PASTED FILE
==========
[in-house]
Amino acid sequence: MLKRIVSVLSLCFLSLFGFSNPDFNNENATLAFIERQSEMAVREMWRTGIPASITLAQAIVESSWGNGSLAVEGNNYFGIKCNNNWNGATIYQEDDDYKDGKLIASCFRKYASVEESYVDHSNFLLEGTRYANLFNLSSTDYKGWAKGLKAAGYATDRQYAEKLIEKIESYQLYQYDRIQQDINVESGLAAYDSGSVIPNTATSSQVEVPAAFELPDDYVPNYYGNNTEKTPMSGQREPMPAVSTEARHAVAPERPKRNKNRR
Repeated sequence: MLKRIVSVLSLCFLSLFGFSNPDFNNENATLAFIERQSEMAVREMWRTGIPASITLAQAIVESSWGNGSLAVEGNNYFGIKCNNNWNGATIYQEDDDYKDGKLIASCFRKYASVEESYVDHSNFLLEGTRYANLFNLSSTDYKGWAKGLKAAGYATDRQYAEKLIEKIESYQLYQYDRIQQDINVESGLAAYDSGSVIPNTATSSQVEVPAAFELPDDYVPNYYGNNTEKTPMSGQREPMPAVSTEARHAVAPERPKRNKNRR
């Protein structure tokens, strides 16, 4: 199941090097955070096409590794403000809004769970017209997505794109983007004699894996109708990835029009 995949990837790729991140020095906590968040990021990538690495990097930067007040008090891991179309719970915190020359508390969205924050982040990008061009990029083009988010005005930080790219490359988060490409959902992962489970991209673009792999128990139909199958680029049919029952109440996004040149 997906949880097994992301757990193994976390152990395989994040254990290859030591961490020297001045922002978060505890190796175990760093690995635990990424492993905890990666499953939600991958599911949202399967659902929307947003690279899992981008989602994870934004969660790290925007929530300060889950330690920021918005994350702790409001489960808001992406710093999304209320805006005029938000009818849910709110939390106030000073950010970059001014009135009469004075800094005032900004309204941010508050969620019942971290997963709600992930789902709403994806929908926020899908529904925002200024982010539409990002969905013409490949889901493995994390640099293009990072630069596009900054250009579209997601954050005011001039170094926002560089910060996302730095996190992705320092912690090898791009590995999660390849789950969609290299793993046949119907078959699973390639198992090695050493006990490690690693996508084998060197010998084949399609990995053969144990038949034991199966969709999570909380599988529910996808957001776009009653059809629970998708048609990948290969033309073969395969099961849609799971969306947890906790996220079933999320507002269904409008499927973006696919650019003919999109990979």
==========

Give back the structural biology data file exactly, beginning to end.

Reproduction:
[in-house]
Amino acid sequence: MLKRIVSVLSLCFLSLFGFSNPDFNNENATLAFIERQSEMAVREMWRTGIPASITLAQAIVESSWGNGSLAVEGNNYFGIKCNNNWNGATIYQEDDDYKDGKLIASCFRKYASVEESYVDHSNFLLEGTRYANLFNLSSTDYKGWAKGLKAAGYATDRQYAEKLIEKIESYQLYQYDRIQQDINVESGLAAYDSGSVIPNTATSSQVEVPAAFELPDDYVPNYYGNNTEKTPMSGQREPMPAVSTEARHAVAPERPKRNKNRR
Repeated sequence: MLKRIVSVLSLCFLSLFGFSNPDFNNENATLAFIERQSEMAVREMWRTGIPASITLAQAIVESSWGNGSLAVEGNNYFGIKCNNNWNGATIYQEDDDYKDGKLIASCFRKYASVEESYVDHSNFLLEGTRYANLFNLSSTDYKGWAKGLKAAGYATDRQYAEKLIEKIESYQLYQYDRIQQDINVESGLAAYDSGSVIPNTATSSQVEVPAAFELPDDYVPNYYGNNTEKTPMSGQREPMPAVSTEARHAVAPERPKRNKNRR
């Protein structure tokens, strides 16, 4: 199941090097955070096409590794403000809004769970017209997505794109983007004699894996109708990835029009 995949990837790729991140020095906590968040990021990538690495990097930067007040008090891991179309719970915190020359508390969205924050982040990008061009990029083009988010005005930080790219490359988060490409959902992962489970991209673009792999128990139909199958680029049919029952109440996004040149 997906949880097994992301757990193994976390152990395989994040254990290859030591961490020297001045922002978060505890190796175990760093690995635990990424492993905890990666499953939600991958599911949202399967659902929307947003690279899992981008989602994870934004969660790290925007929530300060889950330690920021918005994350702790409001489960808001992406710093999304209320805006005029938000009818849910709110939390106030000073950010970059001014009135009469004075800094005032900004309204941010508050969620019942971290997963709600992930789902709403994806929908926020899908529904925002200024982010539409990002969905013409490949889901493995994390640099293009990072630069596009900054250009579209997601954050005011001039170094926002560089910060996302730095996190992705320092912690090898791009590995999660390849789950969609290299793993046949119907078959699973390639198992090695050493006990490690690693996508084998060197010998084949399609990995053969144990038949034991199966969709999570909380599988529910996808957001776009009653059809629970998708048609990948290969033309073969395969099961849609799971969306947890906790996220079933999320507002269904409008499927973006696919650019003919999109990979």